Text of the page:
Stylocervical compression identified at venography is the most common cause of lack of response with CCSVI treatment. Atlas alignment therapies such as NUCCA seem to relieve stylocervical compression. This leads to conversion of non-responders in most cases. This is the case even if both jugulars are occluded.
https://www.facebook.com/Dr.Arata

Thoughts?

Nigel
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Re: CCSVI and CCVBP

Postby uprightdoc » Thu Aug 16, 2012 2:46 am

Structural problems in the upper cervical spine can effect the internal jugular and vertebral venous outlets. The styloid process of the temporal bone lies on the lateral aspect of the jugular foramen. It is an attachment point for muscles of the pharynx. Eagle's Syndrome is a rare condition caused by an elongation of the styloid process of the temporal bone that causes neurovascular signs and symptoms. It is possible to reduce musculoskeletal pressure acting on neurovascular pathways such the jugular routes by correcting or improving structural abnormalities and dysfunction in the skull and cervical spine. In addition to working on the craniocervical junction I would also work on the muscles and connective tissues associated with styloid process, as well as the TMJ to mobilize and stretch the surrounding tissues. A team approach will improve patient outcomes.
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Re: CCSVI and CCVBP

Postby dania » Thu Aug 16, 2012 4:41 am

I have been reading that some patients are talking about bulging disks in their necks and some say they are in the spine. Many are wondering if the vagus nerve is affected? Or could they also be pressing on a vein/blood vessel?
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Re: CCSVI and CCVBP

Postby uprightdoc » Thu Aug 16, 2012 5:20 am

Cranial nerves 9, 10, and 11 (glossopharyngeal, vagus and spinal accessory) exit the skull through the jugular foramen. The lower cranial nerves are often effected in cases of increased intracranial pressure and diplacement of the brainstem downward in the cranial vault. Downward pressure due to increased intrcranial pressure for example, occurs in tumors and strokes, as well as Idiopathic Intracranial hypertension. Extra-cranial pressure around the jugular foramen can similarly effect the vagus nerve. The vagus nerve is also effected by other musculoskeletal conditions. For example, the carotid sinus contains receptors for the vagus nerve that regulate blood flow to the brain. Increased internal sinus pressure or increased external pressure such as rubbing the carotid sinus decreases heart rate and blood pressure. Musculoskeletal tension such as from the sternocleidomastoid and hyoid muscles can interfere with carotid sinus signals. The SCM is innervated by the spinal accessory nerve. The glossopharyngeal nerve innervates the muscles of the pharynx. It also connects to the carotid sinus among other things. I always tested the SCMs for tone, tenderness and strength. The gag reflex is used to test the glossopharngeal nerve.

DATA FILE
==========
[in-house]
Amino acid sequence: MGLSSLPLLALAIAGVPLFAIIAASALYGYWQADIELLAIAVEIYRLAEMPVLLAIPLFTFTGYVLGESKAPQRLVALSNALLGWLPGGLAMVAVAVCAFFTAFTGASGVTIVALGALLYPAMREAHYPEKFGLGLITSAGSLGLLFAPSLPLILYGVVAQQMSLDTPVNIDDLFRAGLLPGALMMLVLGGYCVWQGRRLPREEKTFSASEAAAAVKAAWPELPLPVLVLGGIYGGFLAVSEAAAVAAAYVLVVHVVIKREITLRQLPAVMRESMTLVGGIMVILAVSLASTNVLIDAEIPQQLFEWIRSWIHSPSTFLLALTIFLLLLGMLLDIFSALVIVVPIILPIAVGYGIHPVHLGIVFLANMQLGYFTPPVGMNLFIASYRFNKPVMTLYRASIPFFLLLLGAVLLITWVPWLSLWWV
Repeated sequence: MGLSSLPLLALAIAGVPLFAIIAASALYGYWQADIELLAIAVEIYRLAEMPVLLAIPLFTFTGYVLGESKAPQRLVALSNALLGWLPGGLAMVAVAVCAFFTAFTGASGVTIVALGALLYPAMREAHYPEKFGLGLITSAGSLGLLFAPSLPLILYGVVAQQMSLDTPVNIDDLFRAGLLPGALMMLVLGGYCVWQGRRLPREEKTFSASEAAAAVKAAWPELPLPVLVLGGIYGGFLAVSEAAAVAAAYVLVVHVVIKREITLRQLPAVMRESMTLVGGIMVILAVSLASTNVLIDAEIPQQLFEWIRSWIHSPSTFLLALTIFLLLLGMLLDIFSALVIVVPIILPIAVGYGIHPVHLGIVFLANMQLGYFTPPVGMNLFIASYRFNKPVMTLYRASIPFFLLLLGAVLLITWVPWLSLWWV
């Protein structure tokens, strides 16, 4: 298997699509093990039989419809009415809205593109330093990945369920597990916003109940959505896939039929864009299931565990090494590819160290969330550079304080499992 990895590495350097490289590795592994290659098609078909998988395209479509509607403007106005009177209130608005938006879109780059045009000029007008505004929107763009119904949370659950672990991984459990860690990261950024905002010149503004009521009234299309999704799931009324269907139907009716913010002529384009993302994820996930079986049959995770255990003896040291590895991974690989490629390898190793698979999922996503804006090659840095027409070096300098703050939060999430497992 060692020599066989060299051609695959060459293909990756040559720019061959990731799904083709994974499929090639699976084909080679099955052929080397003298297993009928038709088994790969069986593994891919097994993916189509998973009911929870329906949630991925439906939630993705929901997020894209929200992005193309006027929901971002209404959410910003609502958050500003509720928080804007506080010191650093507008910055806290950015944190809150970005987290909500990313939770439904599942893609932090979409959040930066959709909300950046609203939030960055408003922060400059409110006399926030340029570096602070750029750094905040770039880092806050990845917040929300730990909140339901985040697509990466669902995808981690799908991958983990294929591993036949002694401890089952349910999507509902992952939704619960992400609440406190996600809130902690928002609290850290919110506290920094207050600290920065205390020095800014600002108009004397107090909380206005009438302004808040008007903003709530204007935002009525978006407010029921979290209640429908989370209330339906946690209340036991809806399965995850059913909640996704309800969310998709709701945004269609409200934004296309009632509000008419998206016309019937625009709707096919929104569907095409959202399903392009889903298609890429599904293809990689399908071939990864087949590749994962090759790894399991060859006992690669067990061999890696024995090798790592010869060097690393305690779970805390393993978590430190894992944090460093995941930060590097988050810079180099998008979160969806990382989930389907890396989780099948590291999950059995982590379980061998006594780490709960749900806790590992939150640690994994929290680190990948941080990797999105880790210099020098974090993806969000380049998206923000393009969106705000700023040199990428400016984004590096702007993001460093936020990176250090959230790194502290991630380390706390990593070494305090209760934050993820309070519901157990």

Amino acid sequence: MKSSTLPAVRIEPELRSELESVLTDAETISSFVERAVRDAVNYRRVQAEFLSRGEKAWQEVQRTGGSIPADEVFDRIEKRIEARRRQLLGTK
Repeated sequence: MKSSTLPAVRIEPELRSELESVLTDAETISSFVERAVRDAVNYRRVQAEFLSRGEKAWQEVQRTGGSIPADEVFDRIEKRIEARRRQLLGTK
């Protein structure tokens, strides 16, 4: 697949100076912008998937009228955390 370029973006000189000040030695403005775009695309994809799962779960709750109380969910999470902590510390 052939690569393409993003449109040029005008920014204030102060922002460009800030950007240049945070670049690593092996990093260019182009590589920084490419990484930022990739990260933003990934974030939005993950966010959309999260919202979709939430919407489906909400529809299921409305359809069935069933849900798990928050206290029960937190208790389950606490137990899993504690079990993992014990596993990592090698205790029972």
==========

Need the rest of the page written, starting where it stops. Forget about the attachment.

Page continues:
Last edited by uprightdoc on Thu Aug 16, 2012 6:42 am, edited 1 time in total.
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Re: CCSVI and CCVBP

Postby dania » Thu Aug 16, 2012 5:32 am

Thank you.
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Re: CCSVI and CCVBP

Postby uprightdoc » Thu Aug 16, 2012 9:47 am

Frodo, Please PM me.

Your welcome Dania.
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Re: CCSVI and CCVBP

Postby NZer1 » Thu Aug 16, 2012 4:25 pm

Previously Unknown Cleaning System in Brain: Newer Imaging Technique Brings 'Glymphatic System' to Light

"Understanding how the brain copes with waste is critical. In every organ, waste clearance is as basic an issue as how nutrients are delivered. In the brain, it's an especially interesting subject, because in essentially all neurodegenerative diseases, including Alzheimer's disease, protein waste accumulates and eventually suffocates and kills the neuronal network of the brain," said Iliff.
"If the glymphatic system fails to cleanse the brain as it is meant to, either as a consequence of normal aging, or in response to brain injury, waste may begin to accumulate in the brain. This may be what is happening with amyloid deposits in Alzheimer's disease," said Iliff. "Perhaps increasing the activity of the glymphatic system might help prevent amyloid deposition from building up or could offer a new way to clean out buildups of the material in established Alzheimer's disease," he added.

http://www.sciencedaily.com/releases/20 ... science%29